By Franatech GmbH

  • New monitoring technology helps reveal Arctic secrets

    A group of Arctic researchers has employed the latest monitoring technology to investigate the effects of climate change, by measuring temperature and salinity in the water column beneath surface ice. The results of the investigation, which utilised YSI’s new 'Castaway-CTD', could cast new light on our understanding of the ways in which shifting ocean currents impact upon the climate in ...

  • Enhancement of Terrestrial Carbon Sink Potential: A Possible Contribution to Mitigating Global Warming

    Introduction Climate researcher Klaus Hasselmann, Director of the Max-Planck-Institut (MPI) for Meteorology in Hamburg and a project co-ordinator of EC’s Environment and Climate Programme, was one of the first scientists to warn that recently observed global warming trends have a discernible human related forcing component. Climate model calculations show, that global warming is closely related ...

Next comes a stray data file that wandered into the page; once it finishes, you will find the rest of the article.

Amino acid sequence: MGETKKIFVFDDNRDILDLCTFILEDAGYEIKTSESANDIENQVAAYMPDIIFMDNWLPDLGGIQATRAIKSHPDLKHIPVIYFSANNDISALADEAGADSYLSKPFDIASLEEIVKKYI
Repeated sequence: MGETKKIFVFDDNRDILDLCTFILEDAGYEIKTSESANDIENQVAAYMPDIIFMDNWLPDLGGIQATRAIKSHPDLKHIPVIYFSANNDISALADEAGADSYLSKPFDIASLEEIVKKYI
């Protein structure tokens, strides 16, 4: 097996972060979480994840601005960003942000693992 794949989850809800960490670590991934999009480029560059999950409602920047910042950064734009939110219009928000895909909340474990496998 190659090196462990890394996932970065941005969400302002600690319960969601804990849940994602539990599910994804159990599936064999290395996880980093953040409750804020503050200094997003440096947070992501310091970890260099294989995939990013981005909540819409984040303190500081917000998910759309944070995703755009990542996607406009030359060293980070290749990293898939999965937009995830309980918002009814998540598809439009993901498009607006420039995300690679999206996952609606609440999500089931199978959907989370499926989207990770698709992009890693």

• Helium Shortage – has the balloon gone up?

    Throughout 2014 an international helium shortage was causing major supply disruptions around the globe. Many customers in healthcare, pharmaceuticals, commercial diving, science, defence and the semiconductor industry were struggling to find reliable sources at any price. And despite the 2013 US Government’s Helium Stewardship Act, the market was ...


    By Analox Sensor Technology

  • The end and beginning of the Arctic

    At the top of the world, it’s time to get ready for a new future. In the winter of 2013–14, hundreds of milk-white birds with luminous yellow eyes and wingspans of up to 5 feet descended on beaches, farmers’ fields, city parks and airport runways throughout southern Canada and the United ...


    By Ensia